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U.S. Pesticide Use Could Be on Docket in Trade Talks


Monday, October 3, 2022   

As the United States enters into talks over a new trade framework with several nations, America's lax pesticide policy could be a sticking point for many countries.

The Indo-Pacific Economic Framework involves more than a dozen countries and has four negotiating pillars, including decarbonization and anti-corruption.

Christina Stucker-Gassi, program manager of healthy food and farms at the Northwest Center for Alternatives to Pesticides, said large agribusiness companies in the pesticide industry typically have outsized influence when it comes to being part of the policymaking process.

"It's kind of just a fact of economics," Stucker-Gassi asserted. "They have more money in the game and that means they have more skin in the game, and a lot of times that means that the policies in place are built to support their view of things."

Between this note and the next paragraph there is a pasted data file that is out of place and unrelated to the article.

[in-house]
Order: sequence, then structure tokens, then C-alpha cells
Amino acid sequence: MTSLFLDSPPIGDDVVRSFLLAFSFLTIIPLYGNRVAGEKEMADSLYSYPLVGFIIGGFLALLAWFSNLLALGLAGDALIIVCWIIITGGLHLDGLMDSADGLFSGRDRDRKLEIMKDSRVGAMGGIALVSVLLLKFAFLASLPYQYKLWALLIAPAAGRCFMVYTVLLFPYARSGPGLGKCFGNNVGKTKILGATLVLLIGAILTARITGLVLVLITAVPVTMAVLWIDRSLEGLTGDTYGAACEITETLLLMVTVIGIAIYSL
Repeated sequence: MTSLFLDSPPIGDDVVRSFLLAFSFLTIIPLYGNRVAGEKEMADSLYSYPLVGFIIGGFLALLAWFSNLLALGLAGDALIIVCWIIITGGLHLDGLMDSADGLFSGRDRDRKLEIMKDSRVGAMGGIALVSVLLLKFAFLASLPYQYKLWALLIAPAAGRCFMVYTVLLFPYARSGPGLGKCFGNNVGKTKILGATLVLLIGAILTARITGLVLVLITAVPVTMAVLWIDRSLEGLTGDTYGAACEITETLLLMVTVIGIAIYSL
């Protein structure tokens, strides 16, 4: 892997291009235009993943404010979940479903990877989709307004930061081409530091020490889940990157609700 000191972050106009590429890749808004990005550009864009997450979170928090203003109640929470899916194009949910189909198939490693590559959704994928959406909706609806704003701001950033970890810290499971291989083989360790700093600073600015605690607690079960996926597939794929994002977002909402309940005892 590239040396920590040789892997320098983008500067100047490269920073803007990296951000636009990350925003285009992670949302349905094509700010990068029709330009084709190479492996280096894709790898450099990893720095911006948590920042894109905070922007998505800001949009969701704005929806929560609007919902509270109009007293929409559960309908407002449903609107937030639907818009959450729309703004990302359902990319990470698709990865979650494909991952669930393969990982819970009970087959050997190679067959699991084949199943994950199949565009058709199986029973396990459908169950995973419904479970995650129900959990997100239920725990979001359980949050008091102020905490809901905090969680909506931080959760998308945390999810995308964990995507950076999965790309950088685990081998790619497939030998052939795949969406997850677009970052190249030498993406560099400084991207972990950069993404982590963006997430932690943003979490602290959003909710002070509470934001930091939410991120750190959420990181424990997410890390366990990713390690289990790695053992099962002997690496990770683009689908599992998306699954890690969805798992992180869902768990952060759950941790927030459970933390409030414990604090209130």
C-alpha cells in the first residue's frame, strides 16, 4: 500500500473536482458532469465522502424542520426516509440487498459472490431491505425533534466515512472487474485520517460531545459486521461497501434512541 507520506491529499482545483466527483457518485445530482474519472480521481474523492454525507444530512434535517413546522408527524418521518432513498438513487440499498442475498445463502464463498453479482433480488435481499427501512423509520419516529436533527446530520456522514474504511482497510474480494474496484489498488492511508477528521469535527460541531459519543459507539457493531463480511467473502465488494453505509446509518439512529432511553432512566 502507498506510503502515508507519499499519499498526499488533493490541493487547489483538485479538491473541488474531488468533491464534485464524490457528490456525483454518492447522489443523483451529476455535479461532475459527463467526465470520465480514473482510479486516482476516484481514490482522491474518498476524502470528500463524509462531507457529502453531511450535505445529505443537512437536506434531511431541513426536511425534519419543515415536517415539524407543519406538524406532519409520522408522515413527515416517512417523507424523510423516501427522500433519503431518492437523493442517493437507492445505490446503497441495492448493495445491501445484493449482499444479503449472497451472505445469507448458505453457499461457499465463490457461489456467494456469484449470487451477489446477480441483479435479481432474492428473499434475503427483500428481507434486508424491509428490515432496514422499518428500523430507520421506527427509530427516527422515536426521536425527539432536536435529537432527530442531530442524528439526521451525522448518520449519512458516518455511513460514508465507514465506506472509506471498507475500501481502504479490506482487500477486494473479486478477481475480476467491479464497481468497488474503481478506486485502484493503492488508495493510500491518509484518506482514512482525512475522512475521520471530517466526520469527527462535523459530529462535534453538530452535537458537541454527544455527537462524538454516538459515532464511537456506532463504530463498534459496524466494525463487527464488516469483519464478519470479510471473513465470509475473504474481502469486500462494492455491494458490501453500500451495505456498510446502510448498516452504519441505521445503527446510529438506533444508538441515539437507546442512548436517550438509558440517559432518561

Stucker-Gassi pointed out many countries use a so-called "precautionary principle" where pesticides with disputed or unknown effects on human health are not approved. She emphasized it is not the case in the U.S.

Steve Suppan, senior policy analyst at the Institute for Agriculture and Trade Policy, noted the use of pesticides already affects trade with some of the countries in the Indo-Pacific Economic Framework.

"Some of the IPEF countries have pesticide policies that are rejecting U.S. imports that have pesticide residues on horticulture and grain exports," Suppan observed.

However, he predicted companies will call for the elimination of "zero tolerance" policies on pesticides, arguing they will disrupt the delivery of food.

Stucker-Gassi explained states like Oregon already are taking stronger action on some pesticides. In 2020, it was among the first states to ban chlorpyrifos, a chemical with damaging effects on young children's brain development. The U.S. Environmental Protection Agency followed suit in 2021.

Stucker-Gassi contended after years of ubiquity, a reconsideration of pesticides in underway.

"It's nice to see that people are taking a second look and thinking for themselves after decades and decades of heavily marketing these products," Stucker-Gassi remarked. "And hopefully moving forward we can have a healthier, more public safety approach."

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